Also in her session, titled "Develop a Highly Effective Sales Game Plan," Peskin emphasized the importance of goal-setting in business strategy. She thinks using the S.M.A.R.T. (specific, measurable, attainable, realistic, timed) system gives salespeople a strong benchmark for continued improvement. "You can have a 30-day, 60-day and 90-day plan with clear goals," said Peskin.
Additionally, one of the many benefits of game-planning, according to Peskin, is the boost of confidence you gain from having targets and a method to win them over. "You'll find you're going after better, higher margin and higher profit deals," she said. "A rich pipeline makes you a lion, but a poor pipeline makes you a coward."
She Knows What You're Thinking
In addition to having a good plan for your company's selling approach, it's also vital for salespeople to be able to accurately read the body language of their clients.
During her Education Day session, "The Power of Body Language: Discover What Your Clients Aren't Telling You," Dr. Lillian Glass dispelled various myths about what you and your client's body language conveys. While the command of "look directly into your client's eyes" has been drummed into many a salesperson's head, that is flat-out wrong. "Unless you are madly in love with each other," the body language expert said, "don't do it."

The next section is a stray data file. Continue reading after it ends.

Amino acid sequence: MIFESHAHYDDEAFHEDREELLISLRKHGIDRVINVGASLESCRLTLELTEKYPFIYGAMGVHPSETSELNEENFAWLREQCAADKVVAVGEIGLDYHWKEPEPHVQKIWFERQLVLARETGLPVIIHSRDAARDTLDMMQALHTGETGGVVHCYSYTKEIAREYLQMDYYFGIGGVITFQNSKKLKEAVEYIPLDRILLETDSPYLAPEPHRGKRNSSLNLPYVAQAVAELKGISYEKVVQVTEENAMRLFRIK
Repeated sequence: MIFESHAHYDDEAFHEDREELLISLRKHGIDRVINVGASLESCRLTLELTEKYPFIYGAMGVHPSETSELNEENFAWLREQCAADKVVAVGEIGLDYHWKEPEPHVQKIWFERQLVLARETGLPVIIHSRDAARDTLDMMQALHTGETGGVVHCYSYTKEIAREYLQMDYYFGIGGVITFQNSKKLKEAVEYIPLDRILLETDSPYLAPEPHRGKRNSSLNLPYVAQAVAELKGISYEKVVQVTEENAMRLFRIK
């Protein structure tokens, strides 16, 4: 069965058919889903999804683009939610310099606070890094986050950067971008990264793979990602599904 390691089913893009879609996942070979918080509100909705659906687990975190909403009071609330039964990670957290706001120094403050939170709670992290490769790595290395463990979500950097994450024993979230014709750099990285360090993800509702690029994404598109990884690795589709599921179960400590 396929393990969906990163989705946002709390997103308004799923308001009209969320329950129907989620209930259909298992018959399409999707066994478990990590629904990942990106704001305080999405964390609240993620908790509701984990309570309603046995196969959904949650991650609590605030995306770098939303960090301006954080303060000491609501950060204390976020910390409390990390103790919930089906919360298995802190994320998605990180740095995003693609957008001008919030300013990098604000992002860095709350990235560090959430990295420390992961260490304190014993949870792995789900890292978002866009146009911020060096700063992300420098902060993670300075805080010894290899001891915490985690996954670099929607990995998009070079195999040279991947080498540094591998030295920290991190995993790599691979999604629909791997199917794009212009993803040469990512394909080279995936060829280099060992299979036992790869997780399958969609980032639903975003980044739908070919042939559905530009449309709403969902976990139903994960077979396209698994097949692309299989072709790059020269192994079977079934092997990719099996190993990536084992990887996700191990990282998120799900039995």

Rather, make total face contact: two seconds on the eyes, two seconds on the nose and two on the mouth. This establishes a nonthreatening connection.
Another myth dispelled: Do not mirror your client or prospect. "It's a turn-off," Glass said. "People are hip to it."
Glass engaged the audience in several interactive demonstrations to illustrate good body language vs. off-putting body language. Good: a palm-to-palm handshake; bad: leaning away from you. "He's not into you," she said.
Build a Stellar Sales Team
With a good plan and the understanding of nonverbal clues that clients give to salespeople, companies are well on their way to finding sales success. One more step: having managers who assist in the effort to building winning sales teams.
In fact, according to Peskin, sales managers should have a one-line job description: "Help their direct reports to be as successful as possible," she said during her session, "Sales Superstars: Get the Most Out of Your Team." "The challenge is to learn to manage people differently, along with teaching them tactics to help them increase their close rates."
Here are of Peskin's tips for helping your salespeople to perform at their highest potential:
- Encourage them to network. "If your salespeople make networking part of their sales game plan, it'll help them create strategic alliances," said Peskin, who explained that if a salesperson aligns herself with five to 10 key contacts who can refer business to her on a consistent basis, her close rate will be much higher. "You need to be constantly networking to increase your sales and make more money."